Nova Scotia definitely has made progress in terms of teaching students about Indian Residential Schools, treaties, and the contributions made by First Nations, Inuit and Métis to Canada. But there is much more work to do, and a petition with 1700 signatures delivered at Province House yesterday serves as a reminder. Teaching the teachers would be a good start, says KAIROS Atlantic.
This weekend’s documentary, Martha Stiegman’s In defense of our treaties, looks at the fishers of Bear River First Nation, in Annapolis County, who proudly held on to their treaty rights and insisted on fishing the waters of the Bay of Fundy on their own terms, not on terms imposed by the Department of Fisheries.
Sometimes no news is good news, but that is not the case with the Town of Amherst’s inability to call a meeting to deal with councillor and mayoral hopeful George Baker’s racist slur.
George Baker, the Amherst councillor who uttered a racist slur, was in serious trouble before. That time the town weathered the storm, and doing so may well be the towns current strategy as well. That would be a bad idea, says the Amherst resident who lodged the original complaint.
Amherst can’t manage to censure a racist councillor in its midst, who meanwhile congtinues his run for mayor. Yesterday a police board meeting scheduled to discuss a reprimand was cancelled due to lack of quorum.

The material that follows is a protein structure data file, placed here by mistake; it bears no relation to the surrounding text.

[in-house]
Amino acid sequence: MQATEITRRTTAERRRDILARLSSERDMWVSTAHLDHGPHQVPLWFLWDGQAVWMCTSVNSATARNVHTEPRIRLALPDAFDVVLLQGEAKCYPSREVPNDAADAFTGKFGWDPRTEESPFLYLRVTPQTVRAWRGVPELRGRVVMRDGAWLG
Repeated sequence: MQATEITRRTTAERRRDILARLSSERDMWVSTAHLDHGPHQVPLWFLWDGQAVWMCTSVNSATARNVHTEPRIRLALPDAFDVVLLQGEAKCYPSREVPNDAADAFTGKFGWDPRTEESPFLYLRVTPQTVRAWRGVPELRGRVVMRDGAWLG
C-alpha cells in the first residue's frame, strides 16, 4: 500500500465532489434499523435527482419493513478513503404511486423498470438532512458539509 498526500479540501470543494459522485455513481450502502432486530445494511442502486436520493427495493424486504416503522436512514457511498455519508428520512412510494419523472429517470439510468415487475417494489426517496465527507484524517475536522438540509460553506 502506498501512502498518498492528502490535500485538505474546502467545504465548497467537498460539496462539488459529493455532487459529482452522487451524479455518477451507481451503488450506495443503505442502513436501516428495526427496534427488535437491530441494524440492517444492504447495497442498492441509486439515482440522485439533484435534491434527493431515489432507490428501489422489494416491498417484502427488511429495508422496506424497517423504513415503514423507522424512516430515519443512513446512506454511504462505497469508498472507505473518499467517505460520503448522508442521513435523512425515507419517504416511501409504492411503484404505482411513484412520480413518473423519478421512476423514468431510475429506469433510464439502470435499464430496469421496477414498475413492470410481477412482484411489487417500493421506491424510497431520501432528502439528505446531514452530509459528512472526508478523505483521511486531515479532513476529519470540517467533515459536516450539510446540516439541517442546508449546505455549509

Dr. Julius Garvey, son of famous Jamaican pan-Africanist thinker and politician Marcus Garvey, spoke in Halifax late last week. Reporter Art Bouman checked it out and came back with this report.
This weekend’s weekend video is Seeking Netukulimk, by Martha Stiegman. Learn about Mi’kmaq treaties and stewardship of the land in this lyrical documentary by a master documentary maker.
The N-word is NOT JUST ANOTHER WORD. It is our history of segregation and slavery embodied. It is my grandmother not being able to eat at the table with everyone else, it’s the family friend being stopped by the police four times as he was walking home. An Amherst resident on the George Baker saga and what it tells us about racism in Nova Scotia.
The Truth and Reconciliation Commission called for increased classroom education on treaties, residential schools and past and present indigenous contributions. We take a look at the Nova Scotia response.
“Sobeys regrets that this matter has taken so long to come to a conclusion.” That’s the best Sobeys can come up with in terms of apology in a recent racial profiling case. By skillfully exploiting flaws in Human Rights legislation Sobeys almost got away with racism. Good thing Ms. Andrella David and the residents of Upper Hammonds Plains had other ideas.